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Bill Belichick sings the praises of Matthew Slater: "Just about the perfect player"

Bill Belichick gushes about Rodney Harrison
Bill Belichick gushes about Rodney Harrison 02:08

BOSTON -- On Sunday night in Denver, veteran special teamer Matthew Slater missed a game for the first time since 2017. It was just the 20th game the Patriots have played since 2008 without Slater suiting up.

Clearly, a Slater absence is a rare, rare thing for the Patriots. But as has been the case for the past several years, Slater may soon be taking a permanent leave of absence from the football field.

Now 38 years old, Slater has signed one-year deals for each of the past two seasons, after signing a two-year deal in 2020. He's had the end of his career in his sights for some time, and gave serious consideration to walking away from the game with Devin McCourty last year. But he came back for what could be -- and likely will be -- his final season.

With that in mind, Bill Belichick was willing to get rather reflective on Friday morning when asked a thoughtful question about whether there was any indication back in the spring of 2008 that the Patriots would be getting the person in Slater when they drafted the football player.

"I don't think there was any question about that," Belichick said. "Coming out of UCLA, all the character recommendations were at their very highest."

Belichick then spoke at length about the man who's been a special teams captain every year since 2011. 

"He's had a tremendous career, made a lot of improvement. He identified the things he needed to work on, figured out what his role was and worked very hard to maximize his role. He's done, obviously, very well with it. All the Pro Bowls and recognition that's so well-deserved. And personally, what he brings to the team off the field -- leadership, work ethic, guidance, motivation, et cetera, is very unique and extraordinary. The very top."

Rookie Matthew Slater, Bill Belichick
Rookie Matthew Slater talks with Bill Belichick at a training camp practice in 2008. Ted Fitzgerald/MediaNews Group/Boston Herald via Getty Images

Belichick was asked a follow-up question, and he elevated his praise to the highest possible level.

"He's just about the perfect player," Belichick said. "He does everything you want him to do for your team, does everything -- I mean he's the first guy in, last one out. He's a minimal play-time player, in terms of the total number of plays he plays. But the way he trains, the way he prepares, communication, does everything he can to help the team. He has tremendous, total respect from everybody in the organization -- players, coaches, staff, you name it. And he's earned it. And he earns it every day. He doesn't rest on it. Anything he's done in the past, he comes in and every day is [like] his first day. Kind of like [former Patriots special teams coordinator] Scott O'Brien said a long time ago, every day he comes in like he might get cut that day. He prepares and practices and performs like, 'If I don't do good today, I'm not gonna be here tomorrow.' And it's a tremendous attitude."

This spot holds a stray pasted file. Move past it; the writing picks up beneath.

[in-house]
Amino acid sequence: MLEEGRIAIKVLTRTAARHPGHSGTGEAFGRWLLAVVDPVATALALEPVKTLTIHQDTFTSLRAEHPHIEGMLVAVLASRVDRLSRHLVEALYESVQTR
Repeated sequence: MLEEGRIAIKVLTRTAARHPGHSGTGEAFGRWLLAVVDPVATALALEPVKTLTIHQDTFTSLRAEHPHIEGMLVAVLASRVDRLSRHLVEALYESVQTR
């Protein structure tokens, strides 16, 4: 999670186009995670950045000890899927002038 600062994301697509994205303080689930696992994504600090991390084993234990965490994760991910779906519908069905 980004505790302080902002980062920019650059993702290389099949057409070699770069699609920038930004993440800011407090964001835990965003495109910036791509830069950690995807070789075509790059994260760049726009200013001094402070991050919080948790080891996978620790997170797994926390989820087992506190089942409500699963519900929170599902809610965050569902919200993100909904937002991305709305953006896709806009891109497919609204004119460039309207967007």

Later in his press conference, after Belichick said that Rodney Harrison certainly makes his personal all-time team, the coach was asked if Slater would be on that imaginary squad as well. Belichick used that as an opportunity to make the case that Slater deserves serious consideration for Hall of Fame candidacy in Canton.

"Well, I think Slater really is eventually going to be a Hall of Fame candidate," Belichick said. "As a coverage player, not as a specialist, right? I mean for what he is, and he's not a returner. So he's in a very unique category, one that I don't think is represented in the Hall of Fame. But based on what he did during his career and the length of time he did it and at the level he's done it at -- I mean again, since there's no criteria for the Hall of Fame, there's no criteria. But I would say this guy's been as productive as has ever been at his position throughout his entire career, which is very lengthy. So I think he's the best that's ever done what he's done. Whether that's Hall of Fame-worthy or not, that's a different subject that I'm not -- I don't have a say in. But I can't imagine putting anybody in there ahead of him at that position."

Belichick was asked if he believes Steve Tasker would have to make the Hall of Fame first in order for Slater to get real consideration.

"Yeah, I think Slater's done more than Tasker," Belichick answered directly. "And I respect Tasker, but I just honestly think he's done more. I'm sure some people disagree with that, but ... those two would be at that position, yeah."

Belichick handled his regular press conference duties, checking in on various player's practice statuses, discussing new signees, and evaluating certain players' performances. But it's telling that at the end of a miserable season and with lots of reasonable speculation about his status in New England beyond this year, Belichick spent time in one of his final press conferences to help further establish the legacies of two of the players he's respected most during his coaching tenure in New England.

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